Mr. Baillie says he used his five minutes to test Mr. Martin’s willingness to allow TD to acquire Canada Trust, a major force in retail banking that had attracted takeover interest from several lenders. Mr. Martin’s response, as Mr. Baillie recalls, was “as long is it isn’t one of the [Big Five banks]." Mr. Martin says he doesn’t remember that exchange.

In no time, TD was on the phone with the largest shareholders in Imasco Ltd., which owned Canada Trust. In 2000, TD struck a deal, pulling off a coup that helped transform what was then Canada’s fifth-largest lender. TD is now neck and neck with RBC for the title of Canada’s largest bank, with $1.3-trillion in assets.

“I think if [the mergers of 1998] had gone through, we would not have had a competitive advantage vis-à-vis the Royal and the Montreal,” Mr. Baillie says. “From TD’s point of view, it couldn’t have worked out better.”

Other banks took longer to regroup. RBC ultimately bought North Carolina-based Centura Bank in 2001, then sold it in 2011 after struggling to gain traction in American retail banking, though it also built a New York-based capital markets arm that now ranks among the top 10 U.S. investment banks. CIBC, which was Canada’s second-largest bank at the time of the mergers, plunged aggressively into ill-fated forays in U.S. investment banking and electronic retail banking that led to massive write-downs. Over time, CIBC fell to fifth place among Canada’s largest banks, and only recently re-established its U.S. footprint with a commercial and private bank based in Chicago. BMO gradually built its strength in commercial and retail banking in the U.S. Midwest through BMO Harris Bank, which it had already acquired in 1984. And Scotiabank largely bypassed the United States, investing instead in more emerging markets such as Latin America and the Caribbean.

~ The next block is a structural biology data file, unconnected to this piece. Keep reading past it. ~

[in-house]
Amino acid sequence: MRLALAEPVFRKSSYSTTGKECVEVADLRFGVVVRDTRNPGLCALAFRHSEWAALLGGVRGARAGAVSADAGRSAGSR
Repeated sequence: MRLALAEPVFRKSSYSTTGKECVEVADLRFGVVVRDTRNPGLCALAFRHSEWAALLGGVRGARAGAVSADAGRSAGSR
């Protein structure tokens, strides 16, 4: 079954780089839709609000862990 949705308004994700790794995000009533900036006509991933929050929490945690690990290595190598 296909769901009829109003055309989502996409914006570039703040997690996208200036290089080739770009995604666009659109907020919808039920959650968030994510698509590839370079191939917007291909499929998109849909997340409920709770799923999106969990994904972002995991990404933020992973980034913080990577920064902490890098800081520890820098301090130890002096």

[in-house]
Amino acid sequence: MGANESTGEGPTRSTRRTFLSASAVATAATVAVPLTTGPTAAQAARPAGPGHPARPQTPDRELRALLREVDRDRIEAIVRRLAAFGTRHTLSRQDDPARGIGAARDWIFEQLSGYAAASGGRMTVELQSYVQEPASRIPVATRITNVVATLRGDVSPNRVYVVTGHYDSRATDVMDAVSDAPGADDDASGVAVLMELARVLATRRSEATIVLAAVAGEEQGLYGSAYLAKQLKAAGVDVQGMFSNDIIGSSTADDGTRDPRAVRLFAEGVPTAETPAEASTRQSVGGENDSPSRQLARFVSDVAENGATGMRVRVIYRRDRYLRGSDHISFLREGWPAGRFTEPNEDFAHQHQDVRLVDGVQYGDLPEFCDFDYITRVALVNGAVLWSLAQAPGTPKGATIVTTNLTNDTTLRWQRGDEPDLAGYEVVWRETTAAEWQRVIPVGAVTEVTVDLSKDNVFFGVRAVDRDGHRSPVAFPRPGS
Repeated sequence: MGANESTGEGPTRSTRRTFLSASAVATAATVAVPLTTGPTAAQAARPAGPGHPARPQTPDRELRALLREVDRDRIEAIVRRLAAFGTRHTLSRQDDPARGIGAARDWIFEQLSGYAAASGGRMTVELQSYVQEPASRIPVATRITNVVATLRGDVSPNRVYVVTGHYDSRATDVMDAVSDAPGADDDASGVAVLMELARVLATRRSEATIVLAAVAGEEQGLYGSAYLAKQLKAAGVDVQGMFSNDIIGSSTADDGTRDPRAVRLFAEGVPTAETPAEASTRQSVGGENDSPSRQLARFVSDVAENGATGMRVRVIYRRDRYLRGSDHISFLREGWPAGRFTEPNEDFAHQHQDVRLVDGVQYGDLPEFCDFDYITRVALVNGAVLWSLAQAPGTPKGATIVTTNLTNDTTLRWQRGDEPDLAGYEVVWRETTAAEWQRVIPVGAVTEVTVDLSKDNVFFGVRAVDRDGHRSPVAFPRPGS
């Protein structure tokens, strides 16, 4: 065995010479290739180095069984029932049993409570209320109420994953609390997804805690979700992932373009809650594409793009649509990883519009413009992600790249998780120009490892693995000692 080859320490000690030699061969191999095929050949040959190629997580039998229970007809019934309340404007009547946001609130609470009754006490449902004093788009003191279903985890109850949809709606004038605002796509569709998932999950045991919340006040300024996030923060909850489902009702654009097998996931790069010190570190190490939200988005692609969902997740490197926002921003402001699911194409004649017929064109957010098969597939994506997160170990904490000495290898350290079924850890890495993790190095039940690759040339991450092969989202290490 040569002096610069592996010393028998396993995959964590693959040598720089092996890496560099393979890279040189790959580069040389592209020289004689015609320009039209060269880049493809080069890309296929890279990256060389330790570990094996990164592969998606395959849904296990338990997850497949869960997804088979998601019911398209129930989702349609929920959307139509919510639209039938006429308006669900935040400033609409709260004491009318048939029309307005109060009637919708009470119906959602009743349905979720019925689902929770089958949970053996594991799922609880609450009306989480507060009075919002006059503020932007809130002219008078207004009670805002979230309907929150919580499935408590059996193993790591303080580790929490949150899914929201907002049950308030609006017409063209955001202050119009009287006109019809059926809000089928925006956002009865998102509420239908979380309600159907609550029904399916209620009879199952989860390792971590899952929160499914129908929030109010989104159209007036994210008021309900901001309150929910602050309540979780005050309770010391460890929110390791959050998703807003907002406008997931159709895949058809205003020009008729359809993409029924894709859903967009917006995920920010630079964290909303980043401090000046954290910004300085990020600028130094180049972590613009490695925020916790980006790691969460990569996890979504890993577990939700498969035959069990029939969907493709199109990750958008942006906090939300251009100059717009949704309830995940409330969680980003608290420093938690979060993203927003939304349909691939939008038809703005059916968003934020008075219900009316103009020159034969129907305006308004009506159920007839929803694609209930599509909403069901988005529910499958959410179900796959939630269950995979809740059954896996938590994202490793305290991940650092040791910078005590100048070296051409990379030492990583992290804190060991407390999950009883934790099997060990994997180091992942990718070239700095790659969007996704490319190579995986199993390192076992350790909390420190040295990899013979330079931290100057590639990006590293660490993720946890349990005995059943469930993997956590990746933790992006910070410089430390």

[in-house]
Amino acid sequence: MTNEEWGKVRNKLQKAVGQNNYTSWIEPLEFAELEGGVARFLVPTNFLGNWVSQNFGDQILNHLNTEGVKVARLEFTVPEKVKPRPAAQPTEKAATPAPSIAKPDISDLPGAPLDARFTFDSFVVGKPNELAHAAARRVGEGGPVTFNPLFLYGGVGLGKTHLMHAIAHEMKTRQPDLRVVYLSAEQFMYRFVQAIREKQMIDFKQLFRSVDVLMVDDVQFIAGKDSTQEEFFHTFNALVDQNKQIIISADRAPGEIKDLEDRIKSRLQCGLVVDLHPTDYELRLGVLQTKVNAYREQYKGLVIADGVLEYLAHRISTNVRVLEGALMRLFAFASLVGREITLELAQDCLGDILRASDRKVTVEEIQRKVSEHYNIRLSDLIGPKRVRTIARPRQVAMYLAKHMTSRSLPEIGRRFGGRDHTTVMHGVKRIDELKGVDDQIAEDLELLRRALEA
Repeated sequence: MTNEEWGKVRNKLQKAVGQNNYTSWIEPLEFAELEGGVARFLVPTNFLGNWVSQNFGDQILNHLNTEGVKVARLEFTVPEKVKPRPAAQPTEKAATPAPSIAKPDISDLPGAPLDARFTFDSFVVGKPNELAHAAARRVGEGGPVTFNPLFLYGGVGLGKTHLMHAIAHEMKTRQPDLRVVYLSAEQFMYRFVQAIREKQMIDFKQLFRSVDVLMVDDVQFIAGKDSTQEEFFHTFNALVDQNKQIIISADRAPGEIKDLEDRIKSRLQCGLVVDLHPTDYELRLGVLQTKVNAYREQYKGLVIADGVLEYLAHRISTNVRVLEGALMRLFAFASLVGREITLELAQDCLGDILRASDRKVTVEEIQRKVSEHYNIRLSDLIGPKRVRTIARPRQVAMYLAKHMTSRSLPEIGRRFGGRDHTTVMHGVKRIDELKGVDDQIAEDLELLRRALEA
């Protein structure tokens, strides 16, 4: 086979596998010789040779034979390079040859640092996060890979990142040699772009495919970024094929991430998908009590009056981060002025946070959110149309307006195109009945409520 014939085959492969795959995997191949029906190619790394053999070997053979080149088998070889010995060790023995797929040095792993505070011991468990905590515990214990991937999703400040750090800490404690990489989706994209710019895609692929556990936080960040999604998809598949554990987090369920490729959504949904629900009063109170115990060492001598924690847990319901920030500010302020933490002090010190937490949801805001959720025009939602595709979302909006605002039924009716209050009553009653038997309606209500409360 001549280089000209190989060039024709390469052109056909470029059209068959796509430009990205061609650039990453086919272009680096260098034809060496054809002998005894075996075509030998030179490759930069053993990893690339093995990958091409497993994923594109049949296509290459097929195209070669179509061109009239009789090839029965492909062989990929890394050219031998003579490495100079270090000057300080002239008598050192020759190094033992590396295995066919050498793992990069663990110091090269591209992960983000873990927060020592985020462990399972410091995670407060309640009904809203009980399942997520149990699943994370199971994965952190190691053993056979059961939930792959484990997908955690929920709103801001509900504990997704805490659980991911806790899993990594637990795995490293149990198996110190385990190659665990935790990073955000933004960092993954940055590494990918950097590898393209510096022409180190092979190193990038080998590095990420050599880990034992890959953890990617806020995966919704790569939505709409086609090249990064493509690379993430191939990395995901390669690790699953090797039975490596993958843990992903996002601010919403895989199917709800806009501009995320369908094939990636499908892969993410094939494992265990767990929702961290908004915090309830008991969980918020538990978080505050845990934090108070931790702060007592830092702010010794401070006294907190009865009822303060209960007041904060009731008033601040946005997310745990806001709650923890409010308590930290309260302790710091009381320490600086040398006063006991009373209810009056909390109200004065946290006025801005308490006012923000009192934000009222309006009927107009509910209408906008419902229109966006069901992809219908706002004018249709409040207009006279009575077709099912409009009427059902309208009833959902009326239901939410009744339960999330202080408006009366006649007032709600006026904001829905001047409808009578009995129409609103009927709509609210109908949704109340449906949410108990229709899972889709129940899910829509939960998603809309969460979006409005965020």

"The biggest lasting impact [of the blocked bank mergers] is that Canadian banks had to be more innovative about how they would continue to grow,” Mr. Moorcroft says. “Before that, the strategies of the big banks were pretty similar.”

The fallout was tangible in other important ways. Discussions over mergers between the government, regulators and the Bank of Canada shaped concerns about banks becoming too big to fail – a problem that came into sharp focus in 2008 with the onset of a global financial crisis. Canadian banks were still building their U.S. footprints and had avoided many of the worst excesses of their peers abroad, seizing the opportunity to snatch up talent cut loose by floundering U.S. banks.

Denying the mergers may also have strengthened the hand of Canada’s banking regulator, the Office of the Superintendent of Financial Institutions (OSFI), in restraining the banks. “I’m sure OSFI was under tremendous pressure to loosen the reins and allow all sorts of things that were happening in the States,” Mr. von Finckenstein says. “If we had had even larger entities, and fewer, it would have been so much harder for them to resist the pressure.”

Today, there is broad agreement that a merger between any of Canada’s largest banks is still verboten, no matter the government of the day, except in a crisis in which a major Canadian bank would need rescuing. “I think all you could do is lose votes if you supported it,” Mr. Baillie says.

Then again, Mr. Cleghorn says, “you never say never.”

11 December 2018